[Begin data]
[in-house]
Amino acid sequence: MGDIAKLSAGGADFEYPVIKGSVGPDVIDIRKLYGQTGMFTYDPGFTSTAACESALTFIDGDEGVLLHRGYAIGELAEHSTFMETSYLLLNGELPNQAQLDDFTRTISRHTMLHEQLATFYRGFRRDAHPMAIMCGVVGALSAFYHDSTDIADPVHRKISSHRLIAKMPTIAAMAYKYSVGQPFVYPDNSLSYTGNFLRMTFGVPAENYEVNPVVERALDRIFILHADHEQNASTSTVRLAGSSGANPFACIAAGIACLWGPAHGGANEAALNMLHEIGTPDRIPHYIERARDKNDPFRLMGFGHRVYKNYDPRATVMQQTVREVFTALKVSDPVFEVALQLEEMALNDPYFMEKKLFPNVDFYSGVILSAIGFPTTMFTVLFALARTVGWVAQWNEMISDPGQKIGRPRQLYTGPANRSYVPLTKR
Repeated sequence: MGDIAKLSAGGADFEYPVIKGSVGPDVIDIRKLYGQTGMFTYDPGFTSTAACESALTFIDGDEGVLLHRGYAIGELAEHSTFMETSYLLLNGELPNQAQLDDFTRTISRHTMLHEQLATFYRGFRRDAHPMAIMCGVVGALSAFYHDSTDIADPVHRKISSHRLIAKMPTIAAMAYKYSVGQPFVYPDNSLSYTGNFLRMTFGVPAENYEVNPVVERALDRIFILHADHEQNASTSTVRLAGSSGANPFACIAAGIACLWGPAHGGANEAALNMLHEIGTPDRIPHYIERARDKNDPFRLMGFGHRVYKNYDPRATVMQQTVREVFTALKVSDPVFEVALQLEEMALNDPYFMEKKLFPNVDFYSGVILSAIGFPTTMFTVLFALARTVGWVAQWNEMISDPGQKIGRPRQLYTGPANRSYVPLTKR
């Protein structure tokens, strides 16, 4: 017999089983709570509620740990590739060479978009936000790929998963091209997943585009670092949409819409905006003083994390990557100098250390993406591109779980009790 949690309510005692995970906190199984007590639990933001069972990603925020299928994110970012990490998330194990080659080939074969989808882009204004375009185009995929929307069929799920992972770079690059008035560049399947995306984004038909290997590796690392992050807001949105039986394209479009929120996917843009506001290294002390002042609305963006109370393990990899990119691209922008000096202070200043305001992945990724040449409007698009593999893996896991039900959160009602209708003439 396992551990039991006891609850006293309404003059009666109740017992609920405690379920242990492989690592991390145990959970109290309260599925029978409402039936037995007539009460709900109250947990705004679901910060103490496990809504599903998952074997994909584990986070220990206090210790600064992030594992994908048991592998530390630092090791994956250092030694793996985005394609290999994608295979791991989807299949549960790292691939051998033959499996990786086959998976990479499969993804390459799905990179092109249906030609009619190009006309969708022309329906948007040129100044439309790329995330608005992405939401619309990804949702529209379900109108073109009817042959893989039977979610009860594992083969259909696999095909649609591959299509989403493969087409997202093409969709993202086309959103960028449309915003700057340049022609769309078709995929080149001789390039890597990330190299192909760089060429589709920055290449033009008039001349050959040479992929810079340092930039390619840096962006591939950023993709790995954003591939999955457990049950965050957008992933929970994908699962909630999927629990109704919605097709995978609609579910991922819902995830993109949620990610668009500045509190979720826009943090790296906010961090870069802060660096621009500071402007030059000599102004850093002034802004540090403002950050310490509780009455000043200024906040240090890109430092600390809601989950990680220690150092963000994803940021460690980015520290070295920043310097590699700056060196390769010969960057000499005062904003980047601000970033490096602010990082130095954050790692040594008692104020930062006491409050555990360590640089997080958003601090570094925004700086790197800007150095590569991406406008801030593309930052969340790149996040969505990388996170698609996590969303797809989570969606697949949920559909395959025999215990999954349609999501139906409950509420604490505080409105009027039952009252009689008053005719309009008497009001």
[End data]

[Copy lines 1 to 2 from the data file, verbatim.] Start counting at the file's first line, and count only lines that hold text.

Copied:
[in-house]
Amino acid sequence: MGDIAKLSAGGADFEYPVIKGSVGPDVIDIRKLYGQTGMFTYDPGFTSTAACESALTFIDGDEGVLLHRGYAIGELAEHSTFMETSYLLLNGELPNQAQLDDFTRTISRHTMLHEQLATFYRGFRRDAHPMAIMCGVVGALSAFYHDSTDIADPVHRKISSHRLIAKMPTIAAMAYKYSVGQPFVYPDNSLSYTGNFLRMTFGVPAENYEVNPVVERALDRIFILHADHEQNASTSTVRLAGSSGANPFACIAAGIACLWGPAHGGANEAALNMLHEIGTPDRIPHYIERARDKNDPFRLMGFGHRVYKNYDPRATVMQQTVREVFTALKVSDPVFEVALQLEEMALNDPYFMEKKLFPNVDFYSGVILSAIGFPTTMFTVLFALARTVGWVAQWNEMISDPGQKIGRPRQLYTGPANRSYVPLTKR